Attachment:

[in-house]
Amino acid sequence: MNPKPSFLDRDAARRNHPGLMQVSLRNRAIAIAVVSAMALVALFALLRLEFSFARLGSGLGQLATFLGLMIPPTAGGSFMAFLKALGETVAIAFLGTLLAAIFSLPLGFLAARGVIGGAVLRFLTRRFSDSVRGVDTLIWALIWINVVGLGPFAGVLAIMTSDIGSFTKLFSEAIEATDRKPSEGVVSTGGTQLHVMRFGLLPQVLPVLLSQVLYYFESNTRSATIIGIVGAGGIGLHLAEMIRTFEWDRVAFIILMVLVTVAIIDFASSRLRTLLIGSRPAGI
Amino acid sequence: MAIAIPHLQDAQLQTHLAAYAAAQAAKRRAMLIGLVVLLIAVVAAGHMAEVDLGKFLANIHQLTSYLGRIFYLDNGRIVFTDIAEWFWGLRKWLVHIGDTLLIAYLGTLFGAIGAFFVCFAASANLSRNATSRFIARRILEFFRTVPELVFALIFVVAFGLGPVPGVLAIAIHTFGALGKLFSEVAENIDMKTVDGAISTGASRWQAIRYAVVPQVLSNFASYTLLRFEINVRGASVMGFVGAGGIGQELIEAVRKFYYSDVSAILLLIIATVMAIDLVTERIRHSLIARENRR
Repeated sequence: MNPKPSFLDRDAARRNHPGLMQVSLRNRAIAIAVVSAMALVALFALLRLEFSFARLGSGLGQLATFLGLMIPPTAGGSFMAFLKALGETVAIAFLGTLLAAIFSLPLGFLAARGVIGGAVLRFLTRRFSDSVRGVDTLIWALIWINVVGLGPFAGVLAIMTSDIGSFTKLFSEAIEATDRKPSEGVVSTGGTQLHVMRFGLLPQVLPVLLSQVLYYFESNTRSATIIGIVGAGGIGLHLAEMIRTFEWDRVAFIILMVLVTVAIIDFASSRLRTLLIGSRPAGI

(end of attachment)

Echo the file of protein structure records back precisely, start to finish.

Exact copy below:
[in-house]
Amino acid sequence: MNPKPSFLDRDAARRNHPGLMQVSLRNRAIAIAVVSAMALVALFALLRLEFSFARLGSGLGQLATFLGLMIPPTAGGSFMAFLKALGETVAIAFLGTLLAAIFSLPLGFLAARGVIGGAVLRFLTRRFSDSVRGVDTLIWALIWINVVGLGPFAGVLAIMTSDIGSFTKLFSEAIEATDRKPSEGVVSTGGTQLHVMRFGLLPQVLPVLLSQVLYYFESNTRSATIIGIVGAGGIGLHLAEMIRTFEWDRVAFIILMVLVTVAIIDFASSRLRTLLIGSRPAGI
Amino acid sequence: MAIAIPHLQDAQLQTHLAAYAAAQAAKRRAMLIGLVVLLIAVVAAGHMAEVDLGKFLANIHQLTSYLGRIFYLDNGRIVFTDIAEWFWGLRKWLVHIGDTLLIAYLGTLFGAIGAFFVCFAASANLSRNATSRFIARRILEFFRTVPELVFALIFVVAFGLGPVPGVLAIAIHTFGALGKLFSEVAENIDMKTVDGAISTGASRWQAIRYAVVPQVLSNFASYTLLRFEINVRGASVMGFVGAGGIGQELIEAVRKFYYSDVSAILLLIIATVMAIDLVTERIRHSLIARENRR
Repeated sequence: MNPKPSFLDRDAARRNHPGLMQVSLRNRAIAIAVVSAMALVALFALLRLEFSFARLGSGLGQLATFLGLMIPPTAGGSFMAFLKALGETVAIAFLGTLLAAIFSLPLGFLAARGVIGGAVLRFLTRRFSDSVRGVDTLIWALIWINVVGLGPFAGVLAIMTSDIGSFTKLFSEAIEATDRKPSEGVVSTGGTQLHVMRFGLLPQVLPVLLSQVLYYFESNTRSATIIGIVGAGGIGLHLAEMIRTFEWDRVAFIILMVLVTVAIIDFASSRLRTLLIGSRPAGI